st. paul Lutheran school

St. Paul's Kindergarten was started in 1969, to serve the children of families wanting a Christian education for their children. In 1980, the congregation expanded its Christian educational ministry with a preschool. Starting with one small class it grew to three classes in addition to the Kindergarten class. 

In 1990, a long-time dream was realized with the establishment of a Christian elementary school starting with first grade and adding an additional grade each year until reaching eighth grade.

In 1994, the Barnabas House was purchased and remodeled to state specifications and was opened in August of that year as a certified child care center. In 2001, long-range plans to build an elementary education wing began. In September 2004, the new elementary wing with 7 classrooms and a library/computer lab was opened.  Today St. Paul has a thriving preschool program in the Barnabas House and hosts pre-kindergarten through fifth grade classes in its elementary building.  In 2016, St. Paul School purchased Smart Board technology for all of our elementary classrooms.  

lutheran schools in america

The Lutheran Church — Missouri Synod (headquarters in Missouri) operates the largest, single-denomination, non-Catholic, Christian school system in the United States with over 2,000 schools currently. To learn more about Lutheran schools in the United States, please click here.  To learn more about the Lutheran Church -- Missouri Synod (LCMS), please click here.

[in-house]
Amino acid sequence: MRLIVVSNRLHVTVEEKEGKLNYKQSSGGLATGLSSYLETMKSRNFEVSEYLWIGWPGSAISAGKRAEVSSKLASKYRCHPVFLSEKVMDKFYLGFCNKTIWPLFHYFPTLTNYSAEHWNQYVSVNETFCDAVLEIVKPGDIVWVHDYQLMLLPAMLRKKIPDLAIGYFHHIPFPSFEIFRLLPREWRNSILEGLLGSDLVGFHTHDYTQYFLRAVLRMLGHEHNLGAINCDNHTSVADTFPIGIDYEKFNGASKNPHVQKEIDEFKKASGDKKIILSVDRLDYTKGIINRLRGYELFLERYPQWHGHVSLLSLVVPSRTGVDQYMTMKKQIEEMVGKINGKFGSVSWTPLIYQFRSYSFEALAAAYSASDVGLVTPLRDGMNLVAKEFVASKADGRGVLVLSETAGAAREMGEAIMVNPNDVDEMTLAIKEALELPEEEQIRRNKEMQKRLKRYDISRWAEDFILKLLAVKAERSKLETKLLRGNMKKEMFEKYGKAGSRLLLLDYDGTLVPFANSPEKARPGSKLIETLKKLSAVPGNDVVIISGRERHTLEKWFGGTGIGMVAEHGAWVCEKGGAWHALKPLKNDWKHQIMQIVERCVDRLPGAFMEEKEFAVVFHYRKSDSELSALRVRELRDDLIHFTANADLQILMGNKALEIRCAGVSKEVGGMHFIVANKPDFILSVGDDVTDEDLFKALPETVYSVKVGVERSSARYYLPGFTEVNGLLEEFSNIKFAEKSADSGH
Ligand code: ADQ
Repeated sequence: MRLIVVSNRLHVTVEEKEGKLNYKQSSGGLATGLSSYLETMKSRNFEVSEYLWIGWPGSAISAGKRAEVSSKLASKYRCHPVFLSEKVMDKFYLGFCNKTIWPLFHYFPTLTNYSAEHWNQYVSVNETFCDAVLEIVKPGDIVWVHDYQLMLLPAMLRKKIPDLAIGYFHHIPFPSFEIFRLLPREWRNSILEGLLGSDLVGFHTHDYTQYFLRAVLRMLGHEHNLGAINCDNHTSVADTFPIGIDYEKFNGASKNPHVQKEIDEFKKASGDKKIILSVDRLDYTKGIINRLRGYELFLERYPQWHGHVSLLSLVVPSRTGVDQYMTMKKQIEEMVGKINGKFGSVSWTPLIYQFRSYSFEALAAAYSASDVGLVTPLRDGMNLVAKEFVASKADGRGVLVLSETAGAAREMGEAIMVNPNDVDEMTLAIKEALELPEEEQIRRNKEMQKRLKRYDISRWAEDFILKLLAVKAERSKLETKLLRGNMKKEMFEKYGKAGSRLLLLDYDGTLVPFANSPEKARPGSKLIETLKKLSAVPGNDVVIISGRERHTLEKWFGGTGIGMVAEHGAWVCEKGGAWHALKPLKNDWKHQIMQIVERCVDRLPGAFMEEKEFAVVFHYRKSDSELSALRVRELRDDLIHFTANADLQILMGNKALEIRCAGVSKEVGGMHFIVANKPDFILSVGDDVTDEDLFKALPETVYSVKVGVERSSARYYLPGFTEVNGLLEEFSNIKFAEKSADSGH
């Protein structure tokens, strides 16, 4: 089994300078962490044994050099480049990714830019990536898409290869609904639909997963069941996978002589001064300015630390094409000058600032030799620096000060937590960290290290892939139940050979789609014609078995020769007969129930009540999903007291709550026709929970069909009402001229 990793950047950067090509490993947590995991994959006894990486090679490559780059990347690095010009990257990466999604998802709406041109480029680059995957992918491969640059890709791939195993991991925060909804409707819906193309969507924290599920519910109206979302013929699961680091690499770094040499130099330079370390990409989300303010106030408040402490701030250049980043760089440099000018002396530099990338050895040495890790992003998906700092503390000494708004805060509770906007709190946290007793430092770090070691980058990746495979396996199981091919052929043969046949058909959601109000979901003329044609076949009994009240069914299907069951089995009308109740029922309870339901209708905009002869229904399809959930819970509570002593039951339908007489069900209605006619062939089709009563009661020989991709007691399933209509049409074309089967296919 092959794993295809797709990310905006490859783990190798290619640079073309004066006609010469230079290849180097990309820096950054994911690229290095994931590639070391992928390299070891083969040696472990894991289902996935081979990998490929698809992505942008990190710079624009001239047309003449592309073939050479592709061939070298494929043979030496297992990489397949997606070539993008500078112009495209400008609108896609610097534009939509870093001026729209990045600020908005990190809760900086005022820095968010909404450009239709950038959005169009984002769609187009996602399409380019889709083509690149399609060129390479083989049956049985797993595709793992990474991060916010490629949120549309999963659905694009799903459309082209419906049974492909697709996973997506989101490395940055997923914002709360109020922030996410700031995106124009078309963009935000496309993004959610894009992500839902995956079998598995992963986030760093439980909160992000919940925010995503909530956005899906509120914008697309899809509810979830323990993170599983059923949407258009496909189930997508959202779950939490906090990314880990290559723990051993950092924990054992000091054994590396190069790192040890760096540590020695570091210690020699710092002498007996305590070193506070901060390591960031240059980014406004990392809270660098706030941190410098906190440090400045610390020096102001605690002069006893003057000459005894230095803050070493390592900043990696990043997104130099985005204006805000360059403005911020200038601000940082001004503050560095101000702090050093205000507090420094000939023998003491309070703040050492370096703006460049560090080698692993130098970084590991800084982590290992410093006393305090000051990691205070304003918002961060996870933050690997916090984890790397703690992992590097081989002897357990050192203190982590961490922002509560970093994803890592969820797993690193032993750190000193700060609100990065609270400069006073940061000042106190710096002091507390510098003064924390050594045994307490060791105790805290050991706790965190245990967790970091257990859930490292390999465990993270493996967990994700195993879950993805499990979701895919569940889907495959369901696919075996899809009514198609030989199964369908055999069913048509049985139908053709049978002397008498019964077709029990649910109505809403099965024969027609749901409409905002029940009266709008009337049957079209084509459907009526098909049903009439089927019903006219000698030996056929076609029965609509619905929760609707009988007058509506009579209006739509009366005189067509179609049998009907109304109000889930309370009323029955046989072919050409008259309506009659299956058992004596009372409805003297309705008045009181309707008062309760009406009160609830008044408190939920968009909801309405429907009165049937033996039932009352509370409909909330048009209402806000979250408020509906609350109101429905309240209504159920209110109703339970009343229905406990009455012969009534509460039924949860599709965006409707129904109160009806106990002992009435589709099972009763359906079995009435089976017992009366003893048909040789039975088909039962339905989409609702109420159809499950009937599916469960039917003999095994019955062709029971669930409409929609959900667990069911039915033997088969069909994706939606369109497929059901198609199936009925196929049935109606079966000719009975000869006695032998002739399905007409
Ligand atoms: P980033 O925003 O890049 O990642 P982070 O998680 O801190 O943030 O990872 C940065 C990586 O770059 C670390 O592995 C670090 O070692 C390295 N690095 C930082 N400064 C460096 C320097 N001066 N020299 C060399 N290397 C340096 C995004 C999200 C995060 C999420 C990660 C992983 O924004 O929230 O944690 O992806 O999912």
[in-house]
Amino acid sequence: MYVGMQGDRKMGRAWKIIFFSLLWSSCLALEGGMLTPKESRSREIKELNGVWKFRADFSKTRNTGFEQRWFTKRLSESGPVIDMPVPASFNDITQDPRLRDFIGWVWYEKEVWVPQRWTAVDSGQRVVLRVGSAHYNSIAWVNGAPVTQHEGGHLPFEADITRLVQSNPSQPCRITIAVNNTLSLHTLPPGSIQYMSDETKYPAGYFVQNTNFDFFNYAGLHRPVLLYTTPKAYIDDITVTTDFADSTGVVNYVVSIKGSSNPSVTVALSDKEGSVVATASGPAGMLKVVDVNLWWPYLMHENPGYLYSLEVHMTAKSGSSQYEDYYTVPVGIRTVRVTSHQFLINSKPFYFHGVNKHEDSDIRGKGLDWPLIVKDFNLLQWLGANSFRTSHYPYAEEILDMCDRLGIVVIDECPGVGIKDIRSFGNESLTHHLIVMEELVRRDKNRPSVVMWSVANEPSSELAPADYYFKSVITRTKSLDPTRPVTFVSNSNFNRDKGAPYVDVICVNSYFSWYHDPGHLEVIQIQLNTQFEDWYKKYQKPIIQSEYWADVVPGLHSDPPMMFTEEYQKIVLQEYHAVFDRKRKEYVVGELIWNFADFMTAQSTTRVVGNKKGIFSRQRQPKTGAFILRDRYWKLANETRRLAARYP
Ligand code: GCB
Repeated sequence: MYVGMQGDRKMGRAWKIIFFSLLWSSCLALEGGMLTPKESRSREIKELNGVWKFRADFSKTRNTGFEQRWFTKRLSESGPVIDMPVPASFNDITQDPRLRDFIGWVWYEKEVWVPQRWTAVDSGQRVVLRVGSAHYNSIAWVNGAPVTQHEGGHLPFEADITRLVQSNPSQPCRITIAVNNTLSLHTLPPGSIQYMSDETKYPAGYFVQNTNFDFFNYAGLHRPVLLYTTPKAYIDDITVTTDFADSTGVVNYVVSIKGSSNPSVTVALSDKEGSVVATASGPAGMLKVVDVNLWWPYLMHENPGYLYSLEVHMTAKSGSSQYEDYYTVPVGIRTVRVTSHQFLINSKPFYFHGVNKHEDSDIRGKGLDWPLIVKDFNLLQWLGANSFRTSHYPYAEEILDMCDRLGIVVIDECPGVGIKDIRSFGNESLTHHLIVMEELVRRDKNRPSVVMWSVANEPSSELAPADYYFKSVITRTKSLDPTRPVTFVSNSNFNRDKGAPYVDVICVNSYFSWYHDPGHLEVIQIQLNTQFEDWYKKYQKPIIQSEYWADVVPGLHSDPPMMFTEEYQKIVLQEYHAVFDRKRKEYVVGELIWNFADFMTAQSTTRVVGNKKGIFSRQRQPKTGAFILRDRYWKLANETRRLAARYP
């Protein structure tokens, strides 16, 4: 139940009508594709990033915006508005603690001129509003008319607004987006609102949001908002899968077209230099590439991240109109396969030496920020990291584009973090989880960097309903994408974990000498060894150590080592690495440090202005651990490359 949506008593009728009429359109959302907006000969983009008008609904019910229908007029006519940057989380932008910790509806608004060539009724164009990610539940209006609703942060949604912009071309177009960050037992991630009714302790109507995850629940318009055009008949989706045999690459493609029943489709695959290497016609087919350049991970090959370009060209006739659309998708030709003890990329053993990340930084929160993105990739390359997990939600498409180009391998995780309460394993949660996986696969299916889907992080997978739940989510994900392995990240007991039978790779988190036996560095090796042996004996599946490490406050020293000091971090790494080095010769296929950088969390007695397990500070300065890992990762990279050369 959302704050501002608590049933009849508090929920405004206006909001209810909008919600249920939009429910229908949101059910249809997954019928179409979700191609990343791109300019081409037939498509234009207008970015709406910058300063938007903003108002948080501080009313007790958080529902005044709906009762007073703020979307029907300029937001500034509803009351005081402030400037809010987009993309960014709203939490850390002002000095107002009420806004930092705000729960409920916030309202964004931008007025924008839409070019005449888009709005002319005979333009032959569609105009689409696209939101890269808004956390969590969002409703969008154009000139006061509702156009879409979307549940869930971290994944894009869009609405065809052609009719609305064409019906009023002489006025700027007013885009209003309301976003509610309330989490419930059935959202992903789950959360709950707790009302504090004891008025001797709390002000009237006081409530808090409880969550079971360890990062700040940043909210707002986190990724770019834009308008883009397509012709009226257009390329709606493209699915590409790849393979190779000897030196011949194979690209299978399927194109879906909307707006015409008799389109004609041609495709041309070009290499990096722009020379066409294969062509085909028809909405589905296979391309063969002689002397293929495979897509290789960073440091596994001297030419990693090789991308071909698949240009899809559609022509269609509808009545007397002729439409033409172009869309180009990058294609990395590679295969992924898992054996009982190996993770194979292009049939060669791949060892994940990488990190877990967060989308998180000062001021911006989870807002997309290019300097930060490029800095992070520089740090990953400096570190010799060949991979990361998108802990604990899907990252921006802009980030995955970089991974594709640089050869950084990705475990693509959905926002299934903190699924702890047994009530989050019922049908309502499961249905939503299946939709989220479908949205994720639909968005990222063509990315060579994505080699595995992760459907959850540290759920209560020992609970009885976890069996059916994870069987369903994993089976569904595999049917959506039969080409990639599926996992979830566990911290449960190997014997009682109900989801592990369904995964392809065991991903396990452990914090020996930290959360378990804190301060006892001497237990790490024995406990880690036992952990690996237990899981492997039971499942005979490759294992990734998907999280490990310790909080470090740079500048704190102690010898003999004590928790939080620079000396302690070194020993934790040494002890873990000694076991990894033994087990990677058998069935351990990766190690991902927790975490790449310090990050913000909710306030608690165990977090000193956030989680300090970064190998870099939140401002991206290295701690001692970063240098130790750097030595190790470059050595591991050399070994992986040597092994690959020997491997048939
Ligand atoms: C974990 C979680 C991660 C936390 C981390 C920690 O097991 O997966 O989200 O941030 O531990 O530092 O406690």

"[Martin] Luther [and his co-worker Philipp] Melancthon developed the principles that underlay the Evangelical educational reforms of the sixteenth century, and their ideas still inform Lutheran education today….Lutheran education has proved its worth over the centuries. Lutheran education retains the Scriptures at its heart, but also teaches students about the world in which they live. Lutheran education today still makes a connection between faith and learning, a connection that Luther and Melancthon instilled in education. An active faith is an educated one; learning should help students to build character as well as to develop knowledge and skills; to serve well in the world, Christians need to know something about the world and its people. These were worthy goals in the sixteenth century. They remain worthy goals in the twenty-first century. Thus, the mission of Lutheran education in the twenty-first century is . . . the same as it was in the sixteenth century: to help students to develop in mind, body and spirit for service to Christ in the Church and in the world." [By Susan Mobley, “Historical Foundations in the Lutheran Reformation, in Learning at the Foot of the Cross: A Lutheran Vision for Education", ed. Joel D. Heck and Angus J. L. Menuge (Austin: Concordia University Press, 2011)]